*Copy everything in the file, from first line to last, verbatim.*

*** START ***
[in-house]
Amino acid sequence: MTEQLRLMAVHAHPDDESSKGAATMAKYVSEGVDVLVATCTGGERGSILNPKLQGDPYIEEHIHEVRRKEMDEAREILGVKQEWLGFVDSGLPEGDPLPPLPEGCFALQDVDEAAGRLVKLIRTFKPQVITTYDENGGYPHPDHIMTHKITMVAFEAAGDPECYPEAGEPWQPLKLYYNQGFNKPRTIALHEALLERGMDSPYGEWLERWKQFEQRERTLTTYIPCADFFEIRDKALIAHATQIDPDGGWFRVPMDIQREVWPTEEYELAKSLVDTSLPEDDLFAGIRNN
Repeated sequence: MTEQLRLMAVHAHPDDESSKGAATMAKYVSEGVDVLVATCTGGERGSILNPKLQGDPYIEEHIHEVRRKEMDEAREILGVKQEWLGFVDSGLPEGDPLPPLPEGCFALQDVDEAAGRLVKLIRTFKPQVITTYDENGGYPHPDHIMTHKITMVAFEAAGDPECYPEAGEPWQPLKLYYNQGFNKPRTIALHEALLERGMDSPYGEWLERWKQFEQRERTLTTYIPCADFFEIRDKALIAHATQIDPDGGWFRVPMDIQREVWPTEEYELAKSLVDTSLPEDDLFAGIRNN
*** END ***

[in-house]
Amino acid sequence: MTEQLRLMAVHAHPDDESSKGAATMAKYVSEGVDVLVATCTGGERGSILNPKLQGDPYIEEHIHEVRRKEMDEAREILGVKQEWLGFVDSGLPEGDPLPPLPEGCFALQDVDEAAGRLVKLIRTFKPQVITTYDENGGYPHPDHIMTHKITMVAFEAAGDPECYPEAGEPWQPLKLYYNQGFNKPRTIALHEALLERGMDSPYGEWLERWKQFEQRERTLTTYIPCADFFEIRDKALIAHATQIDPDGGWFRVPMDIQREVWPTEEYELAKSLVDTSLPEDDLFAGIRNN
Repeated sequence: MTEQLRLMAVHAHPDDESSKGAATMAKYVSEGVDVLVATCTGGERGSILNPKLQGDPYIEEHIHEVRRKEMDEAREILGVKQEWLGFVDSGLPEGDPLPPLPEGCFALQDVDEAAGRLVKLIRTFKPQVITTYDENGGYPHPDHIMTHKITMVAFEAAGDPECYPEAGEPWQPLKLYYNQGFNKPRTIALHEALLERGMDSPYGEWLERWKQFEQRERTLTTYIPCADFFEIRDKALIAHATQIDPDGGWFRVPMDIQREVWPTEEYELAKSLVDTSLPEDDLFAGIRNN